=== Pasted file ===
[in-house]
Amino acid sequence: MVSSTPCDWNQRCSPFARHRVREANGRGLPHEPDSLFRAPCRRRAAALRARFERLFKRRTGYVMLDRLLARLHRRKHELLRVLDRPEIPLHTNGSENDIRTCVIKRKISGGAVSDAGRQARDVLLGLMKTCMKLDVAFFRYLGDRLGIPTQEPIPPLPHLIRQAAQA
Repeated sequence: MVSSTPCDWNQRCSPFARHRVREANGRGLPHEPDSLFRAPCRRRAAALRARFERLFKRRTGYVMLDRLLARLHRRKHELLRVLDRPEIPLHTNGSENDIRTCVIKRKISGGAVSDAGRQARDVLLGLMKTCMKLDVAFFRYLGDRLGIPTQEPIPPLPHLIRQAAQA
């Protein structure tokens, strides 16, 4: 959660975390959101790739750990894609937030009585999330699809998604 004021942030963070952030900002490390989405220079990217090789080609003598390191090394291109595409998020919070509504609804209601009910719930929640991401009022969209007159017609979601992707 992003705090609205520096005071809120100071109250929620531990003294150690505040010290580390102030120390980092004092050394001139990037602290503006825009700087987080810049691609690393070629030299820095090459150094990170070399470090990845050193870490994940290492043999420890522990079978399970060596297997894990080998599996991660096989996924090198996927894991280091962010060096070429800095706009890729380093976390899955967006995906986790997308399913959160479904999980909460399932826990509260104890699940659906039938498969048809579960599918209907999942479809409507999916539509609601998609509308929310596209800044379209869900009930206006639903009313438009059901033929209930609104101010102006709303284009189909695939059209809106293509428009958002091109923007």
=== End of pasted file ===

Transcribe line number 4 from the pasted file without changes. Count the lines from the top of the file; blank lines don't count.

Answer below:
């Protein structure tokens, strides 16, 4: 959660975390959101790739750990894609937030009585999330699809998604 004021942030963070952030900002490390989405220079990217090789080609003598390191090394291109595409998020919070509504609804209601009910719930929640991401009022969209007159017609979601992707 992003705090609205520096005071809120100071109250929620531990003294150690505040010290580390102030120390980092004092050394001139990037602290503006825009700087987080810049691609690393070629030299820095090459150094990170070399470090990845050193870490994940290492043999420890522990079978399970060596297997894990080998599996991660096989996924090198996927894991280091962010060096070429800095706009890729380093976390899955967006995906986790997308399913959160479904999980909460399932826990509260104890699940659906039938498969048809579960599918209907999942479809409507999916539509609601998609509308929310596209800044379209869900009930206006639903009313438009059901033929209930609104101010102006709303284009189909695939059209809106293509428009958002091109923007």